Benny Widyono, a former UN official in Cambodia during its transition period in the 1990s, says the country’s mass killings were in part a result of the Cold War.
Cambodia was caught between the superpowers of communism and the free world, Widyono, who is now an economic professor at the University of Connecticut, told a group of students at Rutgers University-Newark, in New Jersey, recently.
Something similar happened in his home country, Indonesia, he said.
“[US presidents] [Dwight] Eisenhower and Lyndon Johnson, they wanted to get rid of [Indonesian President] Sukarno in Indonesia because they wanted to get rid of the communists, period,” he said in a later interview with VOA Khmer. “And for Cambodia, also, there was a Cold War element, because the Khmer Rouge was supported by China.”
Widyono, who served in Cambodia as a UN-appointed governor in Siem Reap, under Untac, and as the UN secretary-general’s special representative to the country, said people often questioned him on whether China or the US should be held responsible.
“I gave many lectures in Phnom Penh,” he said. “They asked: Should we punish China also? And someone today said maybe the US should be punished. But, you know we are such a small country, Cambodia, you cannot say, ‘You must be put on trial.’ It just doesn’t work in this world, you know. Big guys can say that, but small guys cannot say that.”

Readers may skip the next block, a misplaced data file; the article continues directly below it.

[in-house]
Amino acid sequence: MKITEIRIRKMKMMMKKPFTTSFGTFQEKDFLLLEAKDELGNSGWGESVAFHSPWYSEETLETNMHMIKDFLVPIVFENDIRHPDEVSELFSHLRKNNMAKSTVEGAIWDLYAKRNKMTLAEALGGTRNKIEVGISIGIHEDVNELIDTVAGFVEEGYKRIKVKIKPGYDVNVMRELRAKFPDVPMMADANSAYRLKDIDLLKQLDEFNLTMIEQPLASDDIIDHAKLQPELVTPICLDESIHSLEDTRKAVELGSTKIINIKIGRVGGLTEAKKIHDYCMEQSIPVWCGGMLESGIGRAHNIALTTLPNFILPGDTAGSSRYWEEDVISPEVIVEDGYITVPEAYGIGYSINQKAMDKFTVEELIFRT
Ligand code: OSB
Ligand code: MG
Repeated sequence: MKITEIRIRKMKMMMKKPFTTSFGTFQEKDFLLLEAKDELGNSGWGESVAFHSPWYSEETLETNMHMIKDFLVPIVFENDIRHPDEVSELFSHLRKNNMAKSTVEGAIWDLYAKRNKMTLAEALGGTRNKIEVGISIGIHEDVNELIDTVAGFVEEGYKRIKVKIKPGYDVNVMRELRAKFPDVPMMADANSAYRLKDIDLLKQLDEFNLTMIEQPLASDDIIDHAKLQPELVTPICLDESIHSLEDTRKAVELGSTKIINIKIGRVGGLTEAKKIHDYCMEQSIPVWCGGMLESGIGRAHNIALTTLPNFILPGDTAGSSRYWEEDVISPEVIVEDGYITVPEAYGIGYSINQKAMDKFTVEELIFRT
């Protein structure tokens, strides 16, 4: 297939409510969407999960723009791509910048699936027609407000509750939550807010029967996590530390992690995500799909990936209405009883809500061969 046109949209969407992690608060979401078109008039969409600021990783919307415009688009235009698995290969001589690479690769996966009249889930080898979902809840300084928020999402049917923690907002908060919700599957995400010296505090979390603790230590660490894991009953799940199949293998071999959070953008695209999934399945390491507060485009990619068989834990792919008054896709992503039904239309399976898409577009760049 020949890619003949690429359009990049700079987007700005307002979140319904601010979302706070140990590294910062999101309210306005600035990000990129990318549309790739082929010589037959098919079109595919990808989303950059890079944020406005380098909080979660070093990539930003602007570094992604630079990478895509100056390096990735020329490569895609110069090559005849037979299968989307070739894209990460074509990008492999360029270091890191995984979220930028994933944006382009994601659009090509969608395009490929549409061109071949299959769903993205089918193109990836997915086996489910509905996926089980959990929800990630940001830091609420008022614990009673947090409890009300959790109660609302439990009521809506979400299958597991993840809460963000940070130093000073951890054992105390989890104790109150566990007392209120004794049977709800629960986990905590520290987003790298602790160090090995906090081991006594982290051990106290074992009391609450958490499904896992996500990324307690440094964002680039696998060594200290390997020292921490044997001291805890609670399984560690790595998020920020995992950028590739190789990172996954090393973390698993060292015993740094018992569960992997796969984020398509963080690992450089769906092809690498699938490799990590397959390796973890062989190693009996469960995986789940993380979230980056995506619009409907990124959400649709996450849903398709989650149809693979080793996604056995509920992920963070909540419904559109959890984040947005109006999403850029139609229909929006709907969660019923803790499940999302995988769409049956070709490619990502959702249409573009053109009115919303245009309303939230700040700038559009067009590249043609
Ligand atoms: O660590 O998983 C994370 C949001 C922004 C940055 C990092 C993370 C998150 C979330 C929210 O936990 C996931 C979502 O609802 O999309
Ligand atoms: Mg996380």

Sok Monika, one of a few Cambodian-Americans attending the talk, said it is important to learn about the causes and players involved in the Cambodian atrocities.
“It’s so interesting how in the middle of these world powers—all these world hegemons who are fighting in the Cold War, these hegemons who are fighting today—there are going to be countries that want to stay neutral,” she said. “And they get jumped over by these countries…and they have no say in what happened to their country.”
The US has culpability in the atrocities of the Khmer Rouge, she said. It was “very responsible for the escalation of the Khmer Rouge in Cambodia.”
Martha Stroud, an independent genocide scholar who also attended Widyono’s talk, said her sympathy for the Cambodian people increases, “every time I hear talks on the Cambodian genocide.”
“The suffering that people dealt with and what they had to endure, but also their strength and their pursuit toward justice: I think it’s inspiring,” she said. “And his talk really brought that home.”
Sreyneath Poole, a representative of the Documentation Center of Cambodia at Rutgers-Newark, who organized the talk, said she was hoping it would help explain a part of history.
“What I’d like to see is that a Cambodian who comes to the talk takes this: ‘Oh, we were part of the tragedy that played out within the Cold War system, but we’ve moved on and we’re rebuilding,” she told VOA Khmer.
Peuo Tuy, another Cambodian-American attending the talk, said she still feels that there are many “hidden stories and feelings” around the subject.
“It’s a lot of pain for a lot of people involved,” she said. “And those who aren’t—who are second generation, who see their moms and dads go through that—they don’t talk about it. However I definitely see a way of moving forward. You can never forget something that happened. But you have to forgive yourself and let yourself be part of that healing process.”